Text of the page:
Sure, a well-cared-for house shows better: Small things like broken doorbells and leaky faucets make buyers wonder if your property also has bigger issues elsewhere. But more important, a little routine maintenance can help you avoid a catastrophic problem down the line (e.g., burst pipes, roof leaks, critters moving into your attic) that could devalue your property and derail that sale.

To prevent minor issues from escalating into full-blown, money-sucking, sale-killing problems, focus on these six important areas you can’t afford to neglect:

1. Keep up the yard and walkways
Whether you’re still living at the home or not, you’ll want to make sure to keep your landscaping tidy—remove dead tree limbs, rake leaves, and clean out flowerbeds.

If your home is already vacant, have someone tend to the yard regularly so that grass and weeds don’t detract from your home’s appearance, suggests Kyle Hiscock, a Realtor® with Re/Max Realty Group in Rochester, NY.

“If your home does not have a well-maintained exterior, (potential buyers) will keep driving,” he cautions. “Plus, this kind of neglect can be a bull’s-eye for vandals to break into your property.”

Consider having lights on timers so the house doesn’t look dark all the time, and arrange for driveways and walkways to be plowed weekly in the winter months. And don’t let mail pile up in the mailbox.

2. Clean the gutters and check the roof
This one’s easy to forget about, even when you don’t plan on going anywhere. But when it comes to gutter and roof issues, neglect can cause a dangerous domino effect.

Overflowing gutters can damage your foundation, and also lead to drainage issues. And, of course, you don’t want buyers seeing puddling water as they approach your house.

Just ask Alise Roberts, owner/broker at Alise Roberts & Company in Bellevue, WA. In the rainy Pacific Northwest climate, she frequently has to remind her clients to keep sidewalks clear of moss and clean gutters of pine needles and leaves.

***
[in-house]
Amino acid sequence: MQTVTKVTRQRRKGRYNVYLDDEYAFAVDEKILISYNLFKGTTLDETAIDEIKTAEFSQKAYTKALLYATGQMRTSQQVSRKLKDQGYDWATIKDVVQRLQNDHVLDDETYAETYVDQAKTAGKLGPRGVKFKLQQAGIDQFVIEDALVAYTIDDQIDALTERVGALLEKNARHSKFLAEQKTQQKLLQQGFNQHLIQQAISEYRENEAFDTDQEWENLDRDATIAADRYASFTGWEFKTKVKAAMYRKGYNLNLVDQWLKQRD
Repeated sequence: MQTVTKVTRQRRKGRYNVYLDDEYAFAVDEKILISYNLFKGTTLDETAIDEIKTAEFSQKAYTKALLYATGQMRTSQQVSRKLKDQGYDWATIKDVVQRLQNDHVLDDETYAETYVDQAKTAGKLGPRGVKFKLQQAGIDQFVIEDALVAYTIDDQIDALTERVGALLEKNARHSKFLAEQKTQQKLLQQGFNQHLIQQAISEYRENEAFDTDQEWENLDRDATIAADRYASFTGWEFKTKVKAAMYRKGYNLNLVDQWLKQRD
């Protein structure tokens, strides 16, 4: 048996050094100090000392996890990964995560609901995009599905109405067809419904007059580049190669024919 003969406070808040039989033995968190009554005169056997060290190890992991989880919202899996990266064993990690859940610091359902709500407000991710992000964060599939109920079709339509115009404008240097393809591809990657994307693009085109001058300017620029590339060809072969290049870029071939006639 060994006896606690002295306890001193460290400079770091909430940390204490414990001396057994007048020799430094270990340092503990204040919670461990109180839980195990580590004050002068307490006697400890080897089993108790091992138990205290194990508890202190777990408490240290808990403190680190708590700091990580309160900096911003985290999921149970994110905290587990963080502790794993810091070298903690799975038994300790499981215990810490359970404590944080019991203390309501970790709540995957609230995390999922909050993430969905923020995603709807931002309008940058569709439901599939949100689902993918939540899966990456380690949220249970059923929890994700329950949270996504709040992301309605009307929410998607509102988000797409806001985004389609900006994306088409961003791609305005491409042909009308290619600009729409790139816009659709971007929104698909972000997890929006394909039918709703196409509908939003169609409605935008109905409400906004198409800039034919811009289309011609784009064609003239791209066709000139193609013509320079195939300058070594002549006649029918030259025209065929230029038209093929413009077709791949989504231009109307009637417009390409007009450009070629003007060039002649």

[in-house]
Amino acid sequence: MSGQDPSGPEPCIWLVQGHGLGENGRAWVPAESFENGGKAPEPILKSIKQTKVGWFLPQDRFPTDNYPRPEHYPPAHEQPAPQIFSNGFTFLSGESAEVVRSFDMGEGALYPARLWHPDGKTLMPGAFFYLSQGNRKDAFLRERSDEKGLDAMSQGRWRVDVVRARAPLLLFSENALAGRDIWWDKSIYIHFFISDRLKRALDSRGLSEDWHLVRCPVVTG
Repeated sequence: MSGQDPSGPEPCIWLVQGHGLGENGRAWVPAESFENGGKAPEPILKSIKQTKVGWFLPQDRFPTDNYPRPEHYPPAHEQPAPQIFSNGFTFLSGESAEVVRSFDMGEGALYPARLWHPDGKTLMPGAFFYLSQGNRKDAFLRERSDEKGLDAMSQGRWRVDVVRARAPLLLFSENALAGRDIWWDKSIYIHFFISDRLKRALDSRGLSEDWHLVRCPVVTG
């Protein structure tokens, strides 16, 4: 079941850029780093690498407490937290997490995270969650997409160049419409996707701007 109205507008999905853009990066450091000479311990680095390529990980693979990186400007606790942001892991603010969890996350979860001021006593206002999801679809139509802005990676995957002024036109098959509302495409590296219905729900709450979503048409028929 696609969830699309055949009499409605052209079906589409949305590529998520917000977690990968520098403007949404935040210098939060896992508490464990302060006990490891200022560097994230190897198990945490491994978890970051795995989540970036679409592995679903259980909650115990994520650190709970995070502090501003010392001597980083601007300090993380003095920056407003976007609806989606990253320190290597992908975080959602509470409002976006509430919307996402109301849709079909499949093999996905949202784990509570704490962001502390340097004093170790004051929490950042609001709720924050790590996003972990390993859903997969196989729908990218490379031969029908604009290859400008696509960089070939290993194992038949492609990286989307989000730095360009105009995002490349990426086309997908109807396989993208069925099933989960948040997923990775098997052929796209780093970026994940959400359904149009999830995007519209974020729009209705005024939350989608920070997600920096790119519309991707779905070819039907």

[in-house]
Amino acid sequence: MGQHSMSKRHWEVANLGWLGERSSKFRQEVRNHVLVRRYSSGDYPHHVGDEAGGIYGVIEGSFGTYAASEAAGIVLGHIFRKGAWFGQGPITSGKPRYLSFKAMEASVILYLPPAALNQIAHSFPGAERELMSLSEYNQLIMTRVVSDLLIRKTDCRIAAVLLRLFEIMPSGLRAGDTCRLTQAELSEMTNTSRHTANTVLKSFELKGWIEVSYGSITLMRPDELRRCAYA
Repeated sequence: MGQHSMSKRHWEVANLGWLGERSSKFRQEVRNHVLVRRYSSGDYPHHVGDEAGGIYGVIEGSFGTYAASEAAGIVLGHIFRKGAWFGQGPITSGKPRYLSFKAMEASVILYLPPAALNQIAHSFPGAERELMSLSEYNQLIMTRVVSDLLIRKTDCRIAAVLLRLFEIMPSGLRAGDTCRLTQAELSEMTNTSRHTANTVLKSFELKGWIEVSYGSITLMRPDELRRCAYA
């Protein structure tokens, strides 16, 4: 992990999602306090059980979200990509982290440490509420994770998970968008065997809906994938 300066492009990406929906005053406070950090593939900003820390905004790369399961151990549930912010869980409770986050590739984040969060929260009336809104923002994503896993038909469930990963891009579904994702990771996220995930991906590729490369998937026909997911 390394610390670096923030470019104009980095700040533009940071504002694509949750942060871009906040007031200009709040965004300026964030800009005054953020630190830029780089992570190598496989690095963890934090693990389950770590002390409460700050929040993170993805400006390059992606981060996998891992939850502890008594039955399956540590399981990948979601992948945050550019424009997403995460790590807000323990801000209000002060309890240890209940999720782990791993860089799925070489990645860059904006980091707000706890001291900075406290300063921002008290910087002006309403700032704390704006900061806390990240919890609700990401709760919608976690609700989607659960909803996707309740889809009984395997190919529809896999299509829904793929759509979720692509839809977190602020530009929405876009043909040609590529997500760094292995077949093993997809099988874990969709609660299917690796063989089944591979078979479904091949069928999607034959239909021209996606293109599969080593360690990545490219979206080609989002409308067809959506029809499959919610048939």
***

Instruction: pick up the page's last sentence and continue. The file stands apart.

“Buyers, seeing the house when it’s raining, will also see your gutters overflowing,” she says. “That’s a terrible first impression.”

And then there’s the roof. Of course, it’ll be examined during the home inspection, but it would behoove you to do it before putting your home on the market. Small roof cracks can remain undetected for years, causing water to slowly infiltrate your home and damage ceilings and walls.

“If water starts to penetrate a property, it can be a very difficult sale,” Hiscock notes. “Water in basements or in homes is one of the top three things buyers are scared of.”

3. Service your heating systems
It’s not sexy, but the hidden guts of your home need regular attention, whether you’re still living there or not. That means having your HVAC systems professionally serviced.

First up, your furnace: If you get it addressed before you list your home, it won’t smell like dust when you crank up the heat during an open house on a chilly day. While you’re at it, have the duct work and filters cleaned as well. And if you have baseboard heaters, vacuum those out, too.

(Speaking of heat, Roberts suggests keeping the thermostat at 66 degrees Fahrenheit when agents are showing your house so buyers can visit your place comfortably. This will also avoid any issues with pipes freezing or bursting.)

Have a chimney? Be sure to have it inspected and cleaned as well.

“You want to make sure there are no cracked flue tiles, and that from the exterior, there are no gaps in the mortar between the bricks,” Hiscock explains. “Otherwise, you could potentially have the chimney fall over onto the house, and that’s a very expensive fix.”

4. Keep the critters out
If you don’t want to add “family of raccoons included” to your listing (and pay the hefty tab for getting them out), inspect the inside and outside of your home for any areas that need to plugged up. Take care of holes from damaged siding or fascia under the roofline—and do it promptly.

“In a colder climate, squirrels look for somewhere warm to go, and they’ll find their way into your property,” Hiscock says.

Stove and dryer vents, for example, should be covered with wire mesh to deter pests.

5. Wash your windows